Medicare Bidding Process Slams Home Medical Equipment Providers With Arbitrary Reimbursement Rates
Severe Industry Fall-Out Expected, as Stakeholders Rally Congress to Replace the Program, Protect Medicare Beneficiaries
WASHINGTON, Feb. 5, 2013 /PRNewswire-USNewswire/ -- The plummeting reimbursement rates set by Medicare last week for Durable Medical Equipment (DME) demonstrate why its procurement system for home medical equipment is a defective process likely to produce troubling results. The bid program allows the Centers for Medicare & Medicaid Services (CMS) to impose arbitrary pricing on oxygen therapy, power wheelchairs, and other critical equipment and services for beneficiaries.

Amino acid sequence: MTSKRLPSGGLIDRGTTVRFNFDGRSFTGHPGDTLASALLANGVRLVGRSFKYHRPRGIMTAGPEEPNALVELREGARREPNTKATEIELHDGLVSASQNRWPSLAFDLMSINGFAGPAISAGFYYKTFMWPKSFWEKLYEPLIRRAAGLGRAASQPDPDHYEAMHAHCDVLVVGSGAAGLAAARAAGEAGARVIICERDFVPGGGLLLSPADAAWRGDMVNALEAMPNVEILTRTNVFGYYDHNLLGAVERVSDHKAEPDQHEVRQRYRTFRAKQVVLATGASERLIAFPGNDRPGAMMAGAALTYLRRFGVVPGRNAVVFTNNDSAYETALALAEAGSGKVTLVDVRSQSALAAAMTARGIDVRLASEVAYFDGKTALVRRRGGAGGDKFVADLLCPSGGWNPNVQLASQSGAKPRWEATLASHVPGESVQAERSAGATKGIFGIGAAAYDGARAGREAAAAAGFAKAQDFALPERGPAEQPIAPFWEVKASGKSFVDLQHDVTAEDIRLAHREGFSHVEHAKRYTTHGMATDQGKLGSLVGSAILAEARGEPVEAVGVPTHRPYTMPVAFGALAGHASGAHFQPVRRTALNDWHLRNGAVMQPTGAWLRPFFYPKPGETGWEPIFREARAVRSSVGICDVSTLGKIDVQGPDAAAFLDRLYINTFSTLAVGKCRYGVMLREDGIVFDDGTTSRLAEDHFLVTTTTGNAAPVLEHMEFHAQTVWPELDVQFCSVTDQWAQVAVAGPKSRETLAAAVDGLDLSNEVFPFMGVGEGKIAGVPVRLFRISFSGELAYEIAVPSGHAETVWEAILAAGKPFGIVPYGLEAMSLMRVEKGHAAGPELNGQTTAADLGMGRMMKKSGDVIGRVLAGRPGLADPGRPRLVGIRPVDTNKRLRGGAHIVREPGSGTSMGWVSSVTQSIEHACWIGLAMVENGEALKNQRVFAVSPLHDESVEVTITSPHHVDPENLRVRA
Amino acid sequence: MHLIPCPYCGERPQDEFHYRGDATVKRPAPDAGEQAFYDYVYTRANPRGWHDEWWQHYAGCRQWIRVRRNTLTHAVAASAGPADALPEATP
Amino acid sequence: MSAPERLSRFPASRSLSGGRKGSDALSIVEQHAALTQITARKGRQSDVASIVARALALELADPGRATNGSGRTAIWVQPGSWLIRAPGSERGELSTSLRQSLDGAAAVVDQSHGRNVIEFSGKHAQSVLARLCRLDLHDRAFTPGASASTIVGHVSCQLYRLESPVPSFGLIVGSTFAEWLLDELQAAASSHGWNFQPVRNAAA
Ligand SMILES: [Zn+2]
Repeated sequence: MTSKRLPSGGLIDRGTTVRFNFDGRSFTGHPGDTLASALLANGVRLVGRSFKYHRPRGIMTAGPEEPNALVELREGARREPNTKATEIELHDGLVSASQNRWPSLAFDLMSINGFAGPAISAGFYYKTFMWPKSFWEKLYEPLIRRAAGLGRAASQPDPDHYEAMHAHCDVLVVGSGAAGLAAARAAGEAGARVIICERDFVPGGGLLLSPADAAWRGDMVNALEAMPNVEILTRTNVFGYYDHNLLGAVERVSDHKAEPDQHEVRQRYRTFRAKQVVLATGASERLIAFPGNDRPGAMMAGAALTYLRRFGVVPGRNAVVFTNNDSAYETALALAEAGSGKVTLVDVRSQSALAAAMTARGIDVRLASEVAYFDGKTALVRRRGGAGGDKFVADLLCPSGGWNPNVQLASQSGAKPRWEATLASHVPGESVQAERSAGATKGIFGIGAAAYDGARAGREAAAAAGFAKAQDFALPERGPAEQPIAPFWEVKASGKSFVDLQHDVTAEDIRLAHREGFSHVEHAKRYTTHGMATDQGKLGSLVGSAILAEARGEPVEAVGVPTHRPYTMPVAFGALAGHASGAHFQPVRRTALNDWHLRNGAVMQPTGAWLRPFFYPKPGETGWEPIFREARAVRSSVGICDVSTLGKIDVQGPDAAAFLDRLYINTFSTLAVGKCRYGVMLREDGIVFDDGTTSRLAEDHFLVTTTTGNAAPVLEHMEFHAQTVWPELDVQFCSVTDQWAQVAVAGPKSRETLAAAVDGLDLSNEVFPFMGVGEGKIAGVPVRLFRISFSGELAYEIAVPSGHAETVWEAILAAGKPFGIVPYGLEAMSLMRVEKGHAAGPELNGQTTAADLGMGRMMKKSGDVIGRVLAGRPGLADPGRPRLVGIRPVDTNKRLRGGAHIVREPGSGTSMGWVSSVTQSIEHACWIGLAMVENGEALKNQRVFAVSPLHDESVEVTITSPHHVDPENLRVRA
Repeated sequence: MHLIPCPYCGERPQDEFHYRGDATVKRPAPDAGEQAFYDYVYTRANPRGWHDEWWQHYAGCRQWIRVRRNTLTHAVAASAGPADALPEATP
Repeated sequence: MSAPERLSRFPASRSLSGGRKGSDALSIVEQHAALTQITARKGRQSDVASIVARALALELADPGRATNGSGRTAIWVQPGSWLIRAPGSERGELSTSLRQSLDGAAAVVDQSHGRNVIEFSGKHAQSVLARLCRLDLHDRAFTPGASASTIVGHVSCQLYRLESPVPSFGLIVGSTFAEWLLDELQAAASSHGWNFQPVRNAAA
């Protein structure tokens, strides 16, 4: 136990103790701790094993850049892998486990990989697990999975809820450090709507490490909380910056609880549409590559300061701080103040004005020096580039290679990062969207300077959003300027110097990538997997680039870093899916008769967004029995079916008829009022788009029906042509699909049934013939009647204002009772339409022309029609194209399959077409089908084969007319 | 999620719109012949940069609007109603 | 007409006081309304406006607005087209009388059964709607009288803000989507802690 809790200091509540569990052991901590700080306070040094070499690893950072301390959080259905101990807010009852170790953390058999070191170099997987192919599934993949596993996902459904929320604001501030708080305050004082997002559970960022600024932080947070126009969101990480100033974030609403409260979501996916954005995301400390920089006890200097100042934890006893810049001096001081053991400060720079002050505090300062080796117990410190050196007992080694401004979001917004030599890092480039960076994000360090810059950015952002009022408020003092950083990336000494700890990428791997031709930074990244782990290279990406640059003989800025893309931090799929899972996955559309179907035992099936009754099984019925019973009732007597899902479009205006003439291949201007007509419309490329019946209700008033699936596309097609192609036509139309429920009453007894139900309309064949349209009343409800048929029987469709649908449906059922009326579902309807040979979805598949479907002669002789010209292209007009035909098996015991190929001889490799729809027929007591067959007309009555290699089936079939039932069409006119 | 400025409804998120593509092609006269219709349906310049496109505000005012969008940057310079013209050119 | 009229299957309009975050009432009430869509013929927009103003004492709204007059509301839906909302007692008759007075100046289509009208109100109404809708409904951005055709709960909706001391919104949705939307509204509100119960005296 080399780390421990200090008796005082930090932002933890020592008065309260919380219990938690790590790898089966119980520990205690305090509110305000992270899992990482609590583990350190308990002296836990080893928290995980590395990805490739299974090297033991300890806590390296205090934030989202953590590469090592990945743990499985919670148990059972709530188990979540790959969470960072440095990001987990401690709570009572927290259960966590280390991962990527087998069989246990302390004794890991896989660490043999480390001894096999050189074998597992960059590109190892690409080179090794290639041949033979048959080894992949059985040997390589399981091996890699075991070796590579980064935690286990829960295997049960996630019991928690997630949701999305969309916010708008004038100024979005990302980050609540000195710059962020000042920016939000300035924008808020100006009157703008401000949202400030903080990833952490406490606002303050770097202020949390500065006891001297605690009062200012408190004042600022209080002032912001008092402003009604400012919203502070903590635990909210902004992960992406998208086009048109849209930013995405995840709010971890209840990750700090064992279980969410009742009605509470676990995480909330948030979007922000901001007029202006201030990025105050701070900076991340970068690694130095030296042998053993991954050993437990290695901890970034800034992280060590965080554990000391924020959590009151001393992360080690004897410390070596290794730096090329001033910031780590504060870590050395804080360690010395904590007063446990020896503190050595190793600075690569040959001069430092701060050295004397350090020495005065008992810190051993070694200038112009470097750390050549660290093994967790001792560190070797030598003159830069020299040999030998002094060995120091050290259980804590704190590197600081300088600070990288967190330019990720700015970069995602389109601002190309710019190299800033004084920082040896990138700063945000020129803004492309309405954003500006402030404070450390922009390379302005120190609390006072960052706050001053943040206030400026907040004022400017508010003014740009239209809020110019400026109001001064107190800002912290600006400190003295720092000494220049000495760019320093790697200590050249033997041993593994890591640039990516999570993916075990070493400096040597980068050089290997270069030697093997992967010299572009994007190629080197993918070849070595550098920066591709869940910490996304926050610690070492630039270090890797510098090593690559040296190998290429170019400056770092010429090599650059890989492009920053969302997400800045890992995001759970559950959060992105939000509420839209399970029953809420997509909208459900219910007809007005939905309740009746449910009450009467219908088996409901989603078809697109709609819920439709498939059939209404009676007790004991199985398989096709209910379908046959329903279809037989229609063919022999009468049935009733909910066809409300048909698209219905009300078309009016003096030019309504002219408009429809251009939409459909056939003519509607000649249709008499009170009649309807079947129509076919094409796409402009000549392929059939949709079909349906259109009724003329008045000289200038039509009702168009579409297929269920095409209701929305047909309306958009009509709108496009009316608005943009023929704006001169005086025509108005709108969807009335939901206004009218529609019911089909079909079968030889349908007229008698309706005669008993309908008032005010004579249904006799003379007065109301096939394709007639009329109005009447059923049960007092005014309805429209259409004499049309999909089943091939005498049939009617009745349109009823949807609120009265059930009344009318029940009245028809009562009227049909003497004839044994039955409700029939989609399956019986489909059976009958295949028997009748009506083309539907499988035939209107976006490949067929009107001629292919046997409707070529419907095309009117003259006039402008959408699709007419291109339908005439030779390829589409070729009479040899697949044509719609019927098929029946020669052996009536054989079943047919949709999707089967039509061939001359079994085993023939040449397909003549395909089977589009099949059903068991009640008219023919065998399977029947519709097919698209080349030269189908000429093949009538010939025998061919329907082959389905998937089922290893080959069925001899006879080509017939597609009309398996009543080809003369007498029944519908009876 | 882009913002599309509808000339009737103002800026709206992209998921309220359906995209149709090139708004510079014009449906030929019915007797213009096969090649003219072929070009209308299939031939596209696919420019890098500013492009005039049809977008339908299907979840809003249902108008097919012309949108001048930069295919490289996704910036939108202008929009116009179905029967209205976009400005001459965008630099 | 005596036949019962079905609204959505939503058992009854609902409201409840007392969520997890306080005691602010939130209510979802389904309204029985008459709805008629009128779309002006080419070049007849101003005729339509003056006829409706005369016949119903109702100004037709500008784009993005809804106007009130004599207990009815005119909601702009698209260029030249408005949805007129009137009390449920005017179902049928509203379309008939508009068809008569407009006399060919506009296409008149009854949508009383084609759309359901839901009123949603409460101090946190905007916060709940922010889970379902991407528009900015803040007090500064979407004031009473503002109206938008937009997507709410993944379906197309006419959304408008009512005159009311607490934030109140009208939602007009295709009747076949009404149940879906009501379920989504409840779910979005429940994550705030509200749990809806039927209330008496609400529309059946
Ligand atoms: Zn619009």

"If this kind of manipulated procurement process were utilized by an industry in the private sector, it would be panned as price-fixing and the Justice Department would be investigating," said Tyler Wilson, president of the American Association for Homecare (AAHomecare). His members, the providers and manufacturers of home medical equipment, are outraged over the devastating reimbursement rates released this week.CMS announced that in Round 2 of its bidding process, which takes effect on July 1, reimbursements for a wide range of home medical equipment will drop on average by 45 percent, with diabetic test strip prices plunging an average of 72 percent. These prices will be deployed as the poorly designed program expands to include more metropolitan areas in California, Colorado, Florida, Illinois, Maryland, Massachusetts, Ohio, and other states. The current procurement system has been harshly criticized by prominent economists and auction experts such as Dr. Brett Katzman, Interim Chair of the Department of Economics, Finance & Quantitative Analysis at Kennesaw State University. "While the CMS system does involve bidding, it is far from competitive," Katzman said. "Yes, there are winners and losers, but winners are chosen based on their willingness to game the system rather than their cost competitiveness. The problem is that the CMS system entices providers to "low-ball" bid whereas a true competitive bidding system would reward providers for being cost efficient."
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